Reguliersdwarsstraat 38, 1017 BM Amsterdam, Netherlands
Since 1982, Rose’s Cantina has been drawing locals for Latin American flavors on a street known for its plethora of dining options. On a busy night, don’t expect intimacy or romance, as the Reguliersdwarsstraat establishment is big, boisterous and noisy. But if it’s a fiesta you’re after, this is the spot for killer nachos and Pan American favorites like chili con carne, enchiladas and flaky empanada pastries. For more adventurous eaters, braised octopus and duck breast with pineapple-raisin salsa are on the menu. Enormous burgers are topped with jalapeños, melted cheddar, bacon and guacamole. At €18, they’re pricey, but will easily feed two, especially if you order appetizers like classic ceviche, chicharrones or quesadillas. Finish off with chocolate mousse splashed with tequila, Dulce De Leche and crunchy sea salt. Rose’s also is known for its fine cocktails and tequila library. Choose from tiramisu, pomegranate or frozen fruit margaritas or order a Jalapeno Margarita spiced with subtle agave. Mojitos are great, made with Bacardi Superior Rum, mint and lime. Rose’s is the brainchild of restaurateur Casper Reinders of Jimmy Woo, Bocinq, Lion Noir and Chicago Social Club fame. Like his other Amsterdam establishments, this one is unique―furnished with leather couches, Chesterfield chairs and exposed beams. The turquoise-green paint is an original recipe, fabricated to recreate a Mexican cantina. With a group of 50, host your private fiesta in the heart of Amsterdam.
Leidsekruisstraat 28, 1017 RJ Amsterdam, Netherlands
Amsterdam isn’t exactly known for its stellar food, so finding delicious Dutch food on a busy tourist street at an affordable price on my latest trip was a big surprise. A few friends and I wanted to try Dutch food on our last night in Amsterdam, so we decided to try a place we had passed earlier on Leidsekruisstraat, a street near the popular Leidseplein that’s lined with tourist restaurants. Between the three of us, we had eaten dozens of meals in the Netherlands. Very few of them were memorable, so we weren’t getting our hopes up. But inside De Blauwe Hollander, we discovered the magic that is hotchpotch. Hotchpotch is a traditional Dutch dish made of potatoes mashed with vegetables and garnished with meat or with cheese croquettes, pictured above. I tried the vegetarian hotchpotch with carrots, but kale, sauerkraut, sausage, bacon and liver are common ingredients. It may just be the best meal I’ve had in Amsterdam, and for under 20 Euro each including a shared bottle of wine and dessert, it may be also be one of the better dining deals in Western Europe.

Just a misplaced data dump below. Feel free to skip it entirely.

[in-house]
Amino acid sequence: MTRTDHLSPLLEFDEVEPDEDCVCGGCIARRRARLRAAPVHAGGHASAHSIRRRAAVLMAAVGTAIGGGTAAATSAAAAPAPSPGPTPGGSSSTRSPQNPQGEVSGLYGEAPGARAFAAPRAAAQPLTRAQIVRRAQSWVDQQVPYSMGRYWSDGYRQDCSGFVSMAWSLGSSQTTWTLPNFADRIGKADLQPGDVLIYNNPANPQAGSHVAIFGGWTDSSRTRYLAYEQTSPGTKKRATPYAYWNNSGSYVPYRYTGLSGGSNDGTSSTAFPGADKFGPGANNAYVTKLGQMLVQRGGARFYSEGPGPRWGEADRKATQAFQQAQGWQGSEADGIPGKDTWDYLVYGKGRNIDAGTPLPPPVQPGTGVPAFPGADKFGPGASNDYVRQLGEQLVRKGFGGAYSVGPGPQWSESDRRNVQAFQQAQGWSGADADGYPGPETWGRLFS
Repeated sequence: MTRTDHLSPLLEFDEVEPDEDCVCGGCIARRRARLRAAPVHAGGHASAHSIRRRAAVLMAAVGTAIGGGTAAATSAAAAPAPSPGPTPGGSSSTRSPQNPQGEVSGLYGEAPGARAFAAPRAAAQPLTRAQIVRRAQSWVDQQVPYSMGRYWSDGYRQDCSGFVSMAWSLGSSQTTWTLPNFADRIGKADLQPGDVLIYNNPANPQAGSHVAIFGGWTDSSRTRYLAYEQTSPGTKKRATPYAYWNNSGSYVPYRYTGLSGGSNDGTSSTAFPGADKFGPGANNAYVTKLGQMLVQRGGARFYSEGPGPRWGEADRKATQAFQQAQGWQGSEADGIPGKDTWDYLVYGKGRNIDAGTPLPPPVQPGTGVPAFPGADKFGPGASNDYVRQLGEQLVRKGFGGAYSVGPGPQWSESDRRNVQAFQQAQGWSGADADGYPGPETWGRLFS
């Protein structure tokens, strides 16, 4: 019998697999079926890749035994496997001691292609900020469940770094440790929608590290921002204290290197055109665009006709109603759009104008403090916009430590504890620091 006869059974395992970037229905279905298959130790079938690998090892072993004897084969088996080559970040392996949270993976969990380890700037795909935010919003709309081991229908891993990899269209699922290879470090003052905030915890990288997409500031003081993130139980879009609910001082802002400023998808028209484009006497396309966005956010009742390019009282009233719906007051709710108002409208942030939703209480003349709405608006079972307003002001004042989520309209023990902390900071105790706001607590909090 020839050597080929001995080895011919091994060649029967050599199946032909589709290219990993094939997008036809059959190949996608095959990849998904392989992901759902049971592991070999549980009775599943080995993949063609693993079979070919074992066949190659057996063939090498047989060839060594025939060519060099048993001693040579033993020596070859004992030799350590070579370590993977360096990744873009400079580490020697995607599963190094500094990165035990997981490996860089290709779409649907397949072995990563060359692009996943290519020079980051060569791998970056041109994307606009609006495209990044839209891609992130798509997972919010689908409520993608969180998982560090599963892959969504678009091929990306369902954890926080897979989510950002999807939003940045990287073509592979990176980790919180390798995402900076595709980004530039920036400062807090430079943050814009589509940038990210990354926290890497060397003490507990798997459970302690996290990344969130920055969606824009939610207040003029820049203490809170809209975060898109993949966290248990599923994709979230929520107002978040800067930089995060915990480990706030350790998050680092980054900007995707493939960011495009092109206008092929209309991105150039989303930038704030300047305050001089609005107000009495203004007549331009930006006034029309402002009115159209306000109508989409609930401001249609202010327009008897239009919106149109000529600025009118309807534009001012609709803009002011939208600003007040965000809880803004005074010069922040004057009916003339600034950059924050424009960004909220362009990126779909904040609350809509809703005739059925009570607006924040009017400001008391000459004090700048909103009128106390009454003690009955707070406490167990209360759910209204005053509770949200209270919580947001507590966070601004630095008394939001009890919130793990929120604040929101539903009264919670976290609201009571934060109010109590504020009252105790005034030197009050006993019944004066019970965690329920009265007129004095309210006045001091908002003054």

Singel, 1013 GA Amsterdam, Netherlands
Eating raw herring is a right of passage for many who visit Amsterdam. Order yours from the friendly Dutch matrons in blue and white-striped aprons at Stubbe’s Haaring, a herring stand with a view on the bridge over Singel Canal, just off Haarlemerstraat. For decades, this local institution has satisfied the fish cravings of Dutchies and visitors with lightly brined herring, smoked eel and other delicacies from the North Sea. Unless you want bragging rights, there’s no need to eat your buttery snack Dutch style, grabbing it by the tail, throwing your head back and lowering the fish whole into your gaping mouth. Most locals eat it in a less flashy way: cut up into small pieces, covered with onions and sweet pickles, topped with a Dutch flag. It’s served on a waxed paper plate, sans bread or cutlery. Use the flag-festooned toothpick to stab the soft, mild-flavored morsels and bring them to your mouth. For a more filling meal, order a broodje haring (herring sandwich) on a soft, white bun, filled with fish, pickles and onions. Eet smakelijk!
Eerste Anjeliersdwarsstraat 4, 1015 NR Amsterdam, Netherlands
If you tire or eating Dutch food in Amsterdam, why not head for the best Mexican food in the city (possibly even in all of Europe). Los Pilones is run by two brothers from Mexico and their food is the real deal. The menu is short but features enchiladas and tacos, as well as a variety of tasty starters. The free home-made chips and salsa are a great indication of the incredible meal you’ll have. Wash down your meal with their authentic margaritas, Mexican beer, or head straight for their collection of top-shelf tequila. Los Pilones is so popular with locals, there are now three different restaurants. My favourite is on a quite side-street of the trendy Jordaan neighbourhood.